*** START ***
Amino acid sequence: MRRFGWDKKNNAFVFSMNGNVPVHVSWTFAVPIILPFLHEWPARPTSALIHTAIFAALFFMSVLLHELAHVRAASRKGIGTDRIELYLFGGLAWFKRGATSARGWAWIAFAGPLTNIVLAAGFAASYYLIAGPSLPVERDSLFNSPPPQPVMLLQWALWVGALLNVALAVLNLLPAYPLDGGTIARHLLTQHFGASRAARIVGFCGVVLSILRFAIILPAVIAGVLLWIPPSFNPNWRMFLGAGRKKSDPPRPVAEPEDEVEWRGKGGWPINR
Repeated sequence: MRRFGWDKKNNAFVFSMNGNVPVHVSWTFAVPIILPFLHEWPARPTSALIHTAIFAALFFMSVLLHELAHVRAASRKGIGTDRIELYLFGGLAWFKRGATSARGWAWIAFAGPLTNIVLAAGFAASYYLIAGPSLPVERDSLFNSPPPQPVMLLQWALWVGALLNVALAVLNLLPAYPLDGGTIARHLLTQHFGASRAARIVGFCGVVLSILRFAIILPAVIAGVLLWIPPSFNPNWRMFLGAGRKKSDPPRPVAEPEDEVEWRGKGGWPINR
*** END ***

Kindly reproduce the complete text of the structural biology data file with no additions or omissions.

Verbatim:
Amino acid sequence: MRRFGWDKKNNAFVFSMNGNVPVHVSWTFAVPIILPFLHEWPARPTSALIHTAIFAALFFMSVLLHELAHVRAASRKGIGTDRIELYLFGGLAWFKRGATSARGWAWIAFAGPLTNIVLAAGFAASYYLIAGPSLPVERDSLFNSPPPQPVMLLQWALWVGALLNVALAVLNLLPAYPLDGGTIARHLLTQHFGASRAARIVGFCGVVLSILRFAIILPAVIAGVLLWIPPSFNPNWRMFLGAGRKKSDPPRPVAEPEDEVEWRGKGGWPINR
Repeated sequence: MRRFGWDKKNNAFVFSMNGNVPVHVSWTFAVPIILPFLHEWPARPTSALIHTAIFAALFFMSVLLHELAHVRAASRKGIGTDRIELYLFGGLAWFKRGATSARGWAWIAFAGPLTNIVLAAGFAASYYLIAGPSLPVERDSLFNSPPPQPVMLLQWALWVGALLNVALAVLNLLPAYPLDGGTIARHLLTQHFGASRAARIVGFCGVVLSILRFAIILPAVIAGVLLWIPPSFNPNWRMFLGAGRKKSDPPRPVAEPEDEVEWRGKGGWPINR